Auto Service World
News   February 21, 2019   by Adam Malik

MEMA slams tariff report secrecy

The decision that the U.S. Department of Commerce’s report on Section 232 tariffs on motor vehicles and motor vehicle parts will not be made public immediately has the leading automotive manufacturer’s group steaming.

The Motor & Equipment Manufacturers Association – which represents motor vehicle parts makers for the OE and aftermarket segments – said it is “alarmed and dismayed” and is calling for the full release of the report.

“It is critical that our industry have the opportunity to review the recommendations and advise the White House on how proposed tariffs, if they are recommended, will put jobs at risk, impact consumers, and trigger a reduction in U.S. investments that could set us back decades,” the group said. “Secrecy around the report only increases the uncertainty and concern across the industry created by the threat of tariffs.”

Tariffs would hit smaller suppliers first, the group said, as their biggest costs are raw materials/inputs and salaries. Because of tariffs on steel and aluminum, costs are already high, the group said before warning of future layoffs.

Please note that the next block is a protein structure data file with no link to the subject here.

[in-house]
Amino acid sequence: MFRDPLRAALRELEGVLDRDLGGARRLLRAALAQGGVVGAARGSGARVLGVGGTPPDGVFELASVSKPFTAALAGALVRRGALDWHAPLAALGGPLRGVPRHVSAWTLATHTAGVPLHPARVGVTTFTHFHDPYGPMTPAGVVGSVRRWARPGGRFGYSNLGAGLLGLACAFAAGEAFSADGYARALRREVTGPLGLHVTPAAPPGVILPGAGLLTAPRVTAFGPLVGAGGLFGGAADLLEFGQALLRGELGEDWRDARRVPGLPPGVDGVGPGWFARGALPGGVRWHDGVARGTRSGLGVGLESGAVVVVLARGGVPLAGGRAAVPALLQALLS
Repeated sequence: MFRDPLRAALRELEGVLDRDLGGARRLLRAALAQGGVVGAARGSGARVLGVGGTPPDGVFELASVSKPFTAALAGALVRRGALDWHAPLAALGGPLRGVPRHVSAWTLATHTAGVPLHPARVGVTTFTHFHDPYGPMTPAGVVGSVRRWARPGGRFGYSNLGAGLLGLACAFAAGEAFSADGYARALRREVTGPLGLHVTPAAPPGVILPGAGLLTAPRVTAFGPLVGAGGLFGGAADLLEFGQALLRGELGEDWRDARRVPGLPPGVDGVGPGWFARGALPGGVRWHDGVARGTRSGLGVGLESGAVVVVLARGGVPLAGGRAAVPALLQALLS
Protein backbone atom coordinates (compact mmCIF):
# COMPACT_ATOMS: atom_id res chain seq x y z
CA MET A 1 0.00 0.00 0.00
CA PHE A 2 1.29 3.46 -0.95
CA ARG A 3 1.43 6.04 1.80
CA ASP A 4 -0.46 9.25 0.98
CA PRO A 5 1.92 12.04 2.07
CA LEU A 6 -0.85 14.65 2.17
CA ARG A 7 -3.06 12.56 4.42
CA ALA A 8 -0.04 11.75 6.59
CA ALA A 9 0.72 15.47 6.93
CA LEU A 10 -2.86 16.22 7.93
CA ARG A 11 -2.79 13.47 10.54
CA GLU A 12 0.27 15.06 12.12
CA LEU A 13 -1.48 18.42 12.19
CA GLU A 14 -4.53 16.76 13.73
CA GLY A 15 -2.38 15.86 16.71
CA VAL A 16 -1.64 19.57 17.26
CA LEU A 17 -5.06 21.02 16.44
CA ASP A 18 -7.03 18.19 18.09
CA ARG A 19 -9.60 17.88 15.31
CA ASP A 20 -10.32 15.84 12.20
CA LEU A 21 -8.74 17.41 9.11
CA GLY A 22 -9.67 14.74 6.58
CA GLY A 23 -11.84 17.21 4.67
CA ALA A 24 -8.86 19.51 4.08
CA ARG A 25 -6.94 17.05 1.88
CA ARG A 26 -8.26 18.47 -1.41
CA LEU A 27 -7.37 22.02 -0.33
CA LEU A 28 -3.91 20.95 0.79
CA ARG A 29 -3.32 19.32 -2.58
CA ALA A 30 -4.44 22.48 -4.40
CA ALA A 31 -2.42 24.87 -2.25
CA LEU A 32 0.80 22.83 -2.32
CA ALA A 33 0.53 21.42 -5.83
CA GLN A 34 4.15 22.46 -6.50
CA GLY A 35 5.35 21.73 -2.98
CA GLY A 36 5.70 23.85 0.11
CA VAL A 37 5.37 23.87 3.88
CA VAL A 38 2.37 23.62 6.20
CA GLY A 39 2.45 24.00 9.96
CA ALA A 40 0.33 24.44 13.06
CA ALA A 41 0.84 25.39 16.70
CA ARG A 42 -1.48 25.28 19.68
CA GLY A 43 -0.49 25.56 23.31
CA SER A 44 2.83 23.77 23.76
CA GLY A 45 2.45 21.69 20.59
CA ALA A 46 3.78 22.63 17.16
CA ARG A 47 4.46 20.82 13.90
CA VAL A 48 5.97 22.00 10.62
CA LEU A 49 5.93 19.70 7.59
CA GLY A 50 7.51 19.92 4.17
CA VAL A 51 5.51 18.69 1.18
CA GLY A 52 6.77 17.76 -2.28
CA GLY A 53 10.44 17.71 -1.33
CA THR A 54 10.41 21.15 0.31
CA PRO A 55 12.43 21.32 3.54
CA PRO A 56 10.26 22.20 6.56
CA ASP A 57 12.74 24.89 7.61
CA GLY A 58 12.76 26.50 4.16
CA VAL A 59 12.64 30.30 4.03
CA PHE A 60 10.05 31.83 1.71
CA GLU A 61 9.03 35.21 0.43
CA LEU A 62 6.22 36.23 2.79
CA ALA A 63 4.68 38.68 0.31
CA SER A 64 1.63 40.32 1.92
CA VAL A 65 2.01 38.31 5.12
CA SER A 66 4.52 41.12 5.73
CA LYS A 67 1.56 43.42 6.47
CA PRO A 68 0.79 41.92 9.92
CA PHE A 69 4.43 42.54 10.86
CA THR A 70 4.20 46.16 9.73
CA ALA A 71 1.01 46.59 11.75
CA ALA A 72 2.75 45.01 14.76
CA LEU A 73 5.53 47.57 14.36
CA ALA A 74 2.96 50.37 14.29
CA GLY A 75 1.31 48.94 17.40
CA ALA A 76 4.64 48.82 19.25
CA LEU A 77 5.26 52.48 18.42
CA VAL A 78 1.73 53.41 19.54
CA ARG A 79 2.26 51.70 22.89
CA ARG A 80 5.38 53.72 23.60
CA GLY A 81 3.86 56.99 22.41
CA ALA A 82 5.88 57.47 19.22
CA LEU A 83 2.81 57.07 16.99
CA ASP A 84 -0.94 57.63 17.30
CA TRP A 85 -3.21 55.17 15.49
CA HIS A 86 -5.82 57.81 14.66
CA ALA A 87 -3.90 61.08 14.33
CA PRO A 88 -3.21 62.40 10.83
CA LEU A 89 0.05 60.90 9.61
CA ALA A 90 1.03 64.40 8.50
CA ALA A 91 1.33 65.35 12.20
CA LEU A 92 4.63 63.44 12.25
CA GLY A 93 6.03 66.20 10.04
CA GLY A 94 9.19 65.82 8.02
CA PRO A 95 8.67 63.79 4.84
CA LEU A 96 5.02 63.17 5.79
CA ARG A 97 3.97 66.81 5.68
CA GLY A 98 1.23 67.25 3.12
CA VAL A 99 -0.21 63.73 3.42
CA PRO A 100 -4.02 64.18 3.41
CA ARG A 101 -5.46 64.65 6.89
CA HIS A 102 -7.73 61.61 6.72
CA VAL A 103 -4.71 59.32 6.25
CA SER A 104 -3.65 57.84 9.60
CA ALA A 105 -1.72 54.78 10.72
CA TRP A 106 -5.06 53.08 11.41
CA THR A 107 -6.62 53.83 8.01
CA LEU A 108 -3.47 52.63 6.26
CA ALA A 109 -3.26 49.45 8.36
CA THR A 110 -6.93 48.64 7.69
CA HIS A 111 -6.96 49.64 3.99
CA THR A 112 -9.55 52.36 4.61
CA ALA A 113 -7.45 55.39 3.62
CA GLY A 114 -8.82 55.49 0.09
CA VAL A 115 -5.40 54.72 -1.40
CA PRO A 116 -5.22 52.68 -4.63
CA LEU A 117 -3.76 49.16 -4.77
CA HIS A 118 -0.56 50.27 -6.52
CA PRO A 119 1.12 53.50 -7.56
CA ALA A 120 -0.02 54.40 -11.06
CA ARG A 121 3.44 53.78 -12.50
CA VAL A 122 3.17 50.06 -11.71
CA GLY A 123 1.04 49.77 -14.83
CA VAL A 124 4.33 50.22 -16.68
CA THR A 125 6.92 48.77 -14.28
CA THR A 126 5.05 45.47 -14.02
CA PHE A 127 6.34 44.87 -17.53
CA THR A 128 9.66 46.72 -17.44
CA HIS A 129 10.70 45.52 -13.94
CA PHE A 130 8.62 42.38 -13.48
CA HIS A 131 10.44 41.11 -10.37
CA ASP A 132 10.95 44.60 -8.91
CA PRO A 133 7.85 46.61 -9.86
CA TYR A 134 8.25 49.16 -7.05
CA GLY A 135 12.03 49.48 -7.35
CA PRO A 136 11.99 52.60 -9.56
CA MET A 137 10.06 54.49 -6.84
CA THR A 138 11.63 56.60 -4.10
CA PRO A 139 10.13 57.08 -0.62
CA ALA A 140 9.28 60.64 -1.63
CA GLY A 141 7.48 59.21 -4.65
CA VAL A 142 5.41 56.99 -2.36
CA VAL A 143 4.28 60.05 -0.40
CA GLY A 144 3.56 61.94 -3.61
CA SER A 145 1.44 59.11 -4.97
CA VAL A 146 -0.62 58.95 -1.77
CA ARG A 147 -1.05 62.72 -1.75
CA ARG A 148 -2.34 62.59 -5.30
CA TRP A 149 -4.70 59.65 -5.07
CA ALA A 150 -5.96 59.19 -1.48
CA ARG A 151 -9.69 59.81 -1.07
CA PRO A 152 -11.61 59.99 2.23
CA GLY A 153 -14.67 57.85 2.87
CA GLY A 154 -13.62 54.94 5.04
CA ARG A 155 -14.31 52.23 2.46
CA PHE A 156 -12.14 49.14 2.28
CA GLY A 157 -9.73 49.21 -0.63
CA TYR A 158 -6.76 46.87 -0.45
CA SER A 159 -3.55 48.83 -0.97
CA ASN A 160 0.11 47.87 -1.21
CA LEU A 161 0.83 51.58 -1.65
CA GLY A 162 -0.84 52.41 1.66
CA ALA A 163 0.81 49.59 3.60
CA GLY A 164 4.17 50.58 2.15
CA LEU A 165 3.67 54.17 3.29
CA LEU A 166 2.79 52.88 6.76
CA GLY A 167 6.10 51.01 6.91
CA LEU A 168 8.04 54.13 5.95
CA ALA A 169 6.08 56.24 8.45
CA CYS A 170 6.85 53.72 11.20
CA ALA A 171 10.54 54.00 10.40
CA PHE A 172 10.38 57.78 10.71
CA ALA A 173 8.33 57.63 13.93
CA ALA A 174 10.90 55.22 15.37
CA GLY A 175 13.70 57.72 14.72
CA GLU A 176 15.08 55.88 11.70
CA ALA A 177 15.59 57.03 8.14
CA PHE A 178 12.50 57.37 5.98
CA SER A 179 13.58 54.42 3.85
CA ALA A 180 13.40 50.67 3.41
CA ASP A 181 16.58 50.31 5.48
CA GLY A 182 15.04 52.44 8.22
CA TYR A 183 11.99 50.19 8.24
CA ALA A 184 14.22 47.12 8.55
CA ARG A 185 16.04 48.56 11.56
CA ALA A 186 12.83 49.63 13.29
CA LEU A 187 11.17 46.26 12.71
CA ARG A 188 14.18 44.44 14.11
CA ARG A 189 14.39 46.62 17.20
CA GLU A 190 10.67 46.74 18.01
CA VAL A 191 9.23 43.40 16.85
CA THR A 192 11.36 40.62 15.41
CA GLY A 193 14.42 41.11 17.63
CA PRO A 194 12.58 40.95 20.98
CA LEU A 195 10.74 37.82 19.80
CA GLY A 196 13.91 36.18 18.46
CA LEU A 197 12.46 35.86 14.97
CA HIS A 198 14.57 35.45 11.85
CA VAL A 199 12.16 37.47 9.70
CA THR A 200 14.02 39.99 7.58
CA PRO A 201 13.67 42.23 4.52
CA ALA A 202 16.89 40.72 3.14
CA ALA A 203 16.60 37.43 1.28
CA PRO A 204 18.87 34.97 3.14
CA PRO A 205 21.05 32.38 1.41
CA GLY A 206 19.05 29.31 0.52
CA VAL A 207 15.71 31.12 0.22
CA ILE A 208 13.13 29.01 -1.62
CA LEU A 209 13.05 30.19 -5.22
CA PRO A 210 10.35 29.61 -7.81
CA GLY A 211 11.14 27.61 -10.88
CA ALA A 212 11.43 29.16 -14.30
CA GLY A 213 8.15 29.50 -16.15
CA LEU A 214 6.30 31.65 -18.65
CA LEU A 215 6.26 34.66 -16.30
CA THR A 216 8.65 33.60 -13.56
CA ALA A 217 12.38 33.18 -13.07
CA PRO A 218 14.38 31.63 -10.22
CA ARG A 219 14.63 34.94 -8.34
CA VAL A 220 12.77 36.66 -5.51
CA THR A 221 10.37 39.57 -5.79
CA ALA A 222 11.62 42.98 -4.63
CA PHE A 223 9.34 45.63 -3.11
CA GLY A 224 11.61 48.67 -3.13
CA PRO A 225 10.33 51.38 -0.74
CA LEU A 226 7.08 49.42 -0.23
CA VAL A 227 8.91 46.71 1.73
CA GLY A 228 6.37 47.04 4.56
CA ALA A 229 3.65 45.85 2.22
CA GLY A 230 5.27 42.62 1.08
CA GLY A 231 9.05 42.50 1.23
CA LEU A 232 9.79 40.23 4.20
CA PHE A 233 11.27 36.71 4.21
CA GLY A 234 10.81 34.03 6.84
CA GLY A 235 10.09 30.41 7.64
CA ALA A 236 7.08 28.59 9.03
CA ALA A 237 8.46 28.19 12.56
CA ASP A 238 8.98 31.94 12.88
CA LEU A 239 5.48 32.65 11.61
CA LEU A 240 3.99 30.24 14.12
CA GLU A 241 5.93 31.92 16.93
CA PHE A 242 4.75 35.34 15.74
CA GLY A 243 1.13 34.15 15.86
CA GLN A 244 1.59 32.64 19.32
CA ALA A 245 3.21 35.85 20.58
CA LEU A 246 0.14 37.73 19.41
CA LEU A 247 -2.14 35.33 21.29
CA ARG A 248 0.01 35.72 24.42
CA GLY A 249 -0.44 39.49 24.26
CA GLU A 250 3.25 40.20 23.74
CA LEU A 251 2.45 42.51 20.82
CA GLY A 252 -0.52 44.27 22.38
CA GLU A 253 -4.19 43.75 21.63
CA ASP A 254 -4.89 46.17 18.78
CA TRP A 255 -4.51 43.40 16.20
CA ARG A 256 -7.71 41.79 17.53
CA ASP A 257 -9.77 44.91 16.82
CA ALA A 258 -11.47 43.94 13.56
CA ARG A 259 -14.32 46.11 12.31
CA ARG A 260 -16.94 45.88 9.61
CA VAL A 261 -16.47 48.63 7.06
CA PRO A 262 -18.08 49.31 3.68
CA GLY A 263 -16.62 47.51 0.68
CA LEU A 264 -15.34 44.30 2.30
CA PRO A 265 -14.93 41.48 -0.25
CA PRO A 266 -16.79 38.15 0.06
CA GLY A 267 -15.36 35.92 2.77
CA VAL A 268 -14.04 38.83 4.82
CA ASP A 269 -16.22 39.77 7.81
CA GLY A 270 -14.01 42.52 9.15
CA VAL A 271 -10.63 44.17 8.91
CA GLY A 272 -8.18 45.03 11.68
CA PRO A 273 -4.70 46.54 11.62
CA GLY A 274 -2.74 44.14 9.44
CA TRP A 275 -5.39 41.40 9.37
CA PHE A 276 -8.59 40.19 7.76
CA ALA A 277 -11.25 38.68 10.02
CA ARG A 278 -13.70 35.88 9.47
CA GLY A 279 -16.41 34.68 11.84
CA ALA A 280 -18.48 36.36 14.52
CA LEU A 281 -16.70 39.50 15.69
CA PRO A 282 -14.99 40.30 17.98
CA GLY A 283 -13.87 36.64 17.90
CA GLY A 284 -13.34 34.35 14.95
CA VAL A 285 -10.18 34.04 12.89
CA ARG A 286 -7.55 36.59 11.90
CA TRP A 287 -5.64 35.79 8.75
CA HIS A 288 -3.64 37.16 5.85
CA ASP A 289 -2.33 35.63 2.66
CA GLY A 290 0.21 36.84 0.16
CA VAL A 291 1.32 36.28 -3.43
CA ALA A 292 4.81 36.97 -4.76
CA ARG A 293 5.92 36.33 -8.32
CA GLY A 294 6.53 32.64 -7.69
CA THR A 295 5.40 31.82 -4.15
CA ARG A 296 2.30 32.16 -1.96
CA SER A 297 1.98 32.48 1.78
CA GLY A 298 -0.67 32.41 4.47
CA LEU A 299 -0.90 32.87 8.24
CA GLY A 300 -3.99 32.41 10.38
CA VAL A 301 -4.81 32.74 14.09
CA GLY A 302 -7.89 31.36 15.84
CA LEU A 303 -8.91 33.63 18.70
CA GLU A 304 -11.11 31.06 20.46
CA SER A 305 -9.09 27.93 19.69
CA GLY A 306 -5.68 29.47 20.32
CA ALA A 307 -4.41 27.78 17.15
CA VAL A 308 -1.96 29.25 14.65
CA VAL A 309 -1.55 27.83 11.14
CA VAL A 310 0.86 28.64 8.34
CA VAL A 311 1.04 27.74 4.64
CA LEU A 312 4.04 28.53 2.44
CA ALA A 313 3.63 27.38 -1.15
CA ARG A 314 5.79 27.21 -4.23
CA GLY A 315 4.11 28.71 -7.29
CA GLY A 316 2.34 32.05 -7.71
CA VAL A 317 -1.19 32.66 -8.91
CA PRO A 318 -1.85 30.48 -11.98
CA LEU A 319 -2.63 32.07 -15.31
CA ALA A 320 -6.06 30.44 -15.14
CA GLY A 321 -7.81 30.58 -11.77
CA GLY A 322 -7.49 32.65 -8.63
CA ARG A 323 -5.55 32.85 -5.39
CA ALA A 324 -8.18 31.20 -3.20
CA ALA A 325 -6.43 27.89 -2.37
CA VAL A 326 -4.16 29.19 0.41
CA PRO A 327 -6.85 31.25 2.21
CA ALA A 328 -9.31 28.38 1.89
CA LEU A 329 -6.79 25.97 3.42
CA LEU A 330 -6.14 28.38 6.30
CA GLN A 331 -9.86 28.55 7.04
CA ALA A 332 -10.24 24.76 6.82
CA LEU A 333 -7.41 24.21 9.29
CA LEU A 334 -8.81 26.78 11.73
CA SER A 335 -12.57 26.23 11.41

“But the impacts would be long-term and far-reaching. Every single U.S.-made car and truck has imported components and assembly. Tariffs on autos and auto parts would affect every make and model sold in the U.S. and would result in higher prices for all vehicles,” MEMA’s statement said.

When added to steel and aluminum tariffs and those on imports from China, the cumulative effect would be “devastating.”

“The importation of motor vehicle parts is not a risk to our national security, and not a single company in the domestic auto industry requested this investigation. To the contrary, the imposition of these tariffs would put our economic security and leadership in technology in jeopardy,” MEMA said.

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